Wednesday, February 02, 2011


Today is National Signing Day, when high school football players sign their Letter of Intent to play at a particular school. In short, it's when they make their decisions official.

It'd be absurd for anyone to claim that college football is about anything but cash. I love it, but it's as corrupt as horse racing. Coaches face immediate pressure to win and will do anything to make that happen.

Back in the 80s, schools could sign as many players as they wanted. It allowed 10 schools to dominate the sport--they'd all have over 100 players on scholarship; most wouldn't play, but schools wanted them to not play for conference opponents.

Over the years, the NCAA has evened the playing field some. Today, a school has 85 total scholarships with a maximum of 25 given out per year.

But schools have found a way around that 25 rule. They oversign. They offer scholarships to more than 25 players, sometimes up to 30. Then they do 2 things. First, they give them something called a "grayshirt." This means that a player can't come to school until the spring semester. They have to stay at home for what should be the fall semester of their freshmen year. Then, they can be counted against the next year's class.

This is a pretty loathsome practice. Sometimes this is prearranged, but more often is that players are told this after signing day. Then what are they going to do? Their alternative schools have signed other players and don't have room for them.

The second practice is even more disgusting--kicking players off teams. Theoretically, a scholarship covers 4 years of eligibility (which sometimes means 5 years). That means a student should get a full chance to play and earn a college degree. Technically however, it is contingent and must be renewed yearly.

Most of your better institutions don't do this. The Big 10, probably the academically strongest of the six major conferences (with the Pac-12 close behind) has banned the practice of oversigning entirely. But the SEC and lesser conferences like Conference USA, where football is far more important than education, allows teams to kick players off. This means that the scholarship is renewable yearly not as a formality (which is more common) but as more of a professional contract, except of course the student-athletes aren't getting paid over the table. So a school like South Carolina (which signed an absurd 33 players today) or Arkansas (30) is telling players already on scholarship that they need to a) transfer, b) quit, or c) be forced out with mysterious medical discharges.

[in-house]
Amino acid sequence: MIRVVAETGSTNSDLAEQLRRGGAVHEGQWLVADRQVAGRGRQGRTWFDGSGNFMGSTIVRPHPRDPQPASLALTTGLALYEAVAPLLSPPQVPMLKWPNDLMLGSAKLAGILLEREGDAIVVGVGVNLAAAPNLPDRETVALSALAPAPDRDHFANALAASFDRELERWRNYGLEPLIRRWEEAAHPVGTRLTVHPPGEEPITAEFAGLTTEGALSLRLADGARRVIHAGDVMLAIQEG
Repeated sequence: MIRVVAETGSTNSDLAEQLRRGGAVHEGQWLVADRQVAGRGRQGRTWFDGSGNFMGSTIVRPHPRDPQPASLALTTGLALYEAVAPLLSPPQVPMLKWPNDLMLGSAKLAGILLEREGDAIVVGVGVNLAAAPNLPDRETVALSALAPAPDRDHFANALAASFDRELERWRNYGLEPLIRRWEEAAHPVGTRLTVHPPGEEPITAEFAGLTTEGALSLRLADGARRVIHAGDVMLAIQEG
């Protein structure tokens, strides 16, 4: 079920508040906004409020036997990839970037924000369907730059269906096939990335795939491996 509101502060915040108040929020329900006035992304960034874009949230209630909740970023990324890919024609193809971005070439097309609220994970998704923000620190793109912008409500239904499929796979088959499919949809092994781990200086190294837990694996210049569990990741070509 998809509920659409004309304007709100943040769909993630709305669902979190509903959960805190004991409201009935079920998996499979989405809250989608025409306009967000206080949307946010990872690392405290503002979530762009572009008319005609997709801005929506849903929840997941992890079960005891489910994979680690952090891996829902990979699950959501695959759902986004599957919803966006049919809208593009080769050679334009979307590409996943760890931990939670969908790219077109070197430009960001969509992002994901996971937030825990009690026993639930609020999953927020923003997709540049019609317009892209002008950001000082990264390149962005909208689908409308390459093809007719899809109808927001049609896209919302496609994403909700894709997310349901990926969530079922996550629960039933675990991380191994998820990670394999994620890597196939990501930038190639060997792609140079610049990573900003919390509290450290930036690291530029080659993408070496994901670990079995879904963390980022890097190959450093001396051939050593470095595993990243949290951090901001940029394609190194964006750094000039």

This process is not only morally reprehensible, but it also gives the SEC much of its vaunted advantage. By bringing in extra players every year and kicking out those who haven't lived up to expectations, they are ensuring a broader base of talent than other teams.

It's ridiculous, it's been going on for years, and it's finally getting some needed attention. Andy Staples at Sports Illustrated has paid particular attention. He put together a chart ranking the average number of players signed over the past 5 years. Again noting the maximum per year is supposed to be 25, here's the top 10:

1. Troy, 32.8
2. Mississippi, 29.0
3. Auburn, 28.8
4. Mississippi St., 27.6
5. Kansas St., 27.4
6. Temple, 27.2
7. Southern Mississippi, 27.0
T8. Arkansas, 26.8
T8. Kentucky, 26.8
T10. Alabama, 26.6
T10. Iowa St., 26.6

Hardly surprising then that Alabama and Auburn have won 3 national championships in the past 10 years, what with all the extra players they choose from. And the fact that 6 of those 10 schools come from the states of Alabama and Mississippi is quite telling.

Note as well that not a single first-rate academic institution signed more than the 25 per year. The University of Washington averaged exactly 25.0.

There is much to loathe about the institution of college football. But crappy schools in football-crazed states trying to game the system while screwing kids over really galls me.